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Church and SocietyThe Laurence J. McGinley Lectures, 1988-2007$
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Avery Cardinal Dulles

Print publication date: 2008

Print ISBN-13: 9780823228621

Published to Fordham Scholarship Online: March 2011

DOI: 10.5422/fso/9780823228621.001.0001

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University Theology as a Service to the Church

University Theology as a Service to the Church

December 6–7, 1988

(p.1) 1 University Theology as a Service to the Church
Church and Society

Avery Cardinal Dulles

Fordham University Press

The concept of university theology is necessarily somewhat vague. Patristic theology, for instance, had a particularly pastoral character since it was closely linked with the preaching of the bishops to their flocks. In the early Middle Ages theology, chiefly practiced in monasteries, became more contemplative; it was closely bound up with the pursuit of holiness and with prayerful reading of sacred texts, both biblical and patristic. In the high Middle Ages the universities emerged as the chief centers of theological productivity. Theology became more academic and scientific. Then, in early modern times, when the universities became secularized and nationalized, theology moved by preference to the seminaries, and there it remained for the most part until about a generation ago. This chapter discusses the differing styles of theology, contributions of university theology, academic freedom of technology, the impact of religious pluralism, and the remaining challenges to university theology.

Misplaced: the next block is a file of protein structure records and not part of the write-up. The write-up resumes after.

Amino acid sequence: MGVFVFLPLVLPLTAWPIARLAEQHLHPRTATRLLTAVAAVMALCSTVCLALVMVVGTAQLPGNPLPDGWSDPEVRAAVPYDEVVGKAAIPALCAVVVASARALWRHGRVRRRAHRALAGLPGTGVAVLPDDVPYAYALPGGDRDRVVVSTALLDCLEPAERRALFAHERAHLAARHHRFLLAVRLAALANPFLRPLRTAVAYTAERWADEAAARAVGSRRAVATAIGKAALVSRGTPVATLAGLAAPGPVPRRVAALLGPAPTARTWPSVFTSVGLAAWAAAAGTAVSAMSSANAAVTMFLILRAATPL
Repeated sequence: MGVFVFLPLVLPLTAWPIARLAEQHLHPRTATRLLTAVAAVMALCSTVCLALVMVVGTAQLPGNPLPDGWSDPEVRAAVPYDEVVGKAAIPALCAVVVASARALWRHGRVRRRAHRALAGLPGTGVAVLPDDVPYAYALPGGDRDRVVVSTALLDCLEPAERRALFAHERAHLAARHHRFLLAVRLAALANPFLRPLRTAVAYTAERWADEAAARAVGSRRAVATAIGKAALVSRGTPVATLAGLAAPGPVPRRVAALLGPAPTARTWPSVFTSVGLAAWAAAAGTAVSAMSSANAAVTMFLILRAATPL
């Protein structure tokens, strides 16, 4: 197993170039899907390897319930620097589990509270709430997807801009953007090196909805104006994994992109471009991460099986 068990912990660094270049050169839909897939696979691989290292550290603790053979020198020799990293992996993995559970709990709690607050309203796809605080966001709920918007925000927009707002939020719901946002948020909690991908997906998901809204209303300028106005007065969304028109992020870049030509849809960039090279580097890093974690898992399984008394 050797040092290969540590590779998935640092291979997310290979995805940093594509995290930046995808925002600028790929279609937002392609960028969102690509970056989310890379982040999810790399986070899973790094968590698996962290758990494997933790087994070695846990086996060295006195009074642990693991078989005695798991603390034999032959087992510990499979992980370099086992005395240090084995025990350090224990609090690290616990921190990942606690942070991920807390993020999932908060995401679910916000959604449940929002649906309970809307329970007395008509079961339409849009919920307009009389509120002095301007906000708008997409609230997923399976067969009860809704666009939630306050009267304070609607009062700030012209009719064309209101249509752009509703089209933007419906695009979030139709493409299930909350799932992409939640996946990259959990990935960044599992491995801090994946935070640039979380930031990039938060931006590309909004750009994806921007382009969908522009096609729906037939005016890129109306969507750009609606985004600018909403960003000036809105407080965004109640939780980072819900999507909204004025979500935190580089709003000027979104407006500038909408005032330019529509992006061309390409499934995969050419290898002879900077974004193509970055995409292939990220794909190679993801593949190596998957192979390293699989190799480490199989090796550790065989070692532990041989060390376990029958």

Keywords:   Middle Ages, religious pluralism, academic freedom, university theology, Church

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